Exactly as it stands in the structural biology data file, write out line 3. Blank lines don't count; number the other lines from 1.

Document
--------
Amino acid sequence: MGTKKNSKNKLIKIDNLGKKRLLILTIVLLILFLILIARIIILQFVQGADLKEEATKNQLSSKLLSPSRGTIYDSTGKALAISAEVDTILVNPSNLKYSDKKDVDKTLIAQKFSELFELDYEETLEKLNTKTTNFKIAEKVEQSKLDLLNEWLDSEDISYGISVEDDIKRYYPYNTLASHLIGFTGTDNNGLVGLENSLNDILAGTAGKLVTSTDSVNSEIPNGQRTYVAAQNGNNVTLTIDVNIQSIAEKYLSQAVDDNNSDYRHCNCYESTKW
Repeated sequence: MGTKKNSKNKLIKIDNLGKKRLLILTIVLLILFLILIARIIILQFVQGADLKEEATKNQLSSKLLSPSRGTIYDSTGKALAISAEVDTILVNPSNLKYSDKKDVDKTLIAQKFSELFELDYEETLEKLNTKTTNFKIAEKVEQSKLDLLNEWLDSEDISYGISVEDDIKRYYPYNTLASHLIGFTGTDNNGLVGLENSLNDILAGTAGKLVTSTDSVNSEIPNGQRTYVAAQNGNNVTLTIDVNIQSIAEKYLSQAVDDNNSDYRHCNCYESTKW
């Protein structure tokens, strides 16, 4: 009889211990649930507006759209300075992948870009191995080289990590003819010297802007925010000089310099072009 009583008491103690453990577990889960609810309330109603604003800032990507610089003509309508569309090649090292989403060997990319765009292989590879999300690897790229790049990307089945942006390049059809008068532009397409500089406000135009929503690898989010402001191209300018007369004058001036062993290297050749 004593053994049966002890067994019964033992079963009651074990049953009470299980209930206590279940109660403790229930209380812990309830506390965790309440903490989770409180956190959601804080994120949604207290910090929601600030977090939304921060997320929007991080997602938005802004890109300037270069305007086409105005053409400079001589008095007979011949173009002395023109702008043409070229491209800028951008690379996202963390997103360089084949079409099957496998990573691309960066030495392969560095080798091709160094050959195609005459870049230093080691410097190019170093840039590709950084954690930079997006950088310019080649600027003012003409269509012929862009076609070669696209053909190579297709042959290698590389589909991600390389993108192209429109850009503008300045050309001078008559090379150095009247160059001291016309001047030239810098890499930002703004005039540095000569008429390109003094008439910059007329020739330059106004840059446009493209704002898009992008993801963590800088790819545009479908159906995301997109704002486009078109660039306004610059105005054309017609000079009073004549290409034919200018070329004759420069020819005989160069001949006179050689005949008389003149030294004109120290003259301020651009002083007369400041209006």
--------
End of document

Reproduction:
């Protein structure tokens, strides 16, 4: 009889211990649930507006759209300075992948870009191995080289990590003819010297802007925010000089310099072009 009583008491103690453990577990889960609810309330109603604003800032990507610089003509309508569309090649090292989403060997990319765009292989590879999300690897790229790049990307089945942006390049059809008068532009397409500089406000135009929503690898989010402001191209300018007369004058001036062993290297050749 004593053994049966002890067994019964033992079963009651074990049953009470299980209930206590279940109660403790229930209380812990309830506390965790309440903490989770409180956190959601804080994120949604207290910090929601600030977090939304921060997320929007991080997602938005802004890109300037270069305007086409105005053409400079001589008095007979011949173009002395023109702008043409070229491209800028951008690379996202963390997103360089084949079409099957496998990573691309960066030495392969560095080798091709160094050959195609005459870049230093080691410097190019170093840039590709950084954690930079997006950088310019080649600027003012003409269509012929862009076609070669696209053909190579297709042959290698590389589909991600390389993108192209429109850009503008300045050309001078008559090379150095009247160059001291016309001047030239810098890499930002703004005039540095000569008429390109003094008439910059007329020739330059106004840059446009493209704002898009992008993801963590800088790819545009479908159906995301997109704002486009078109660039306004610059105005054309017609000079009073004549290409034919200018070329004759420069020819005989160069001949006179050689005949008389003149030294004109120290003259301020651009002083007369400041209006």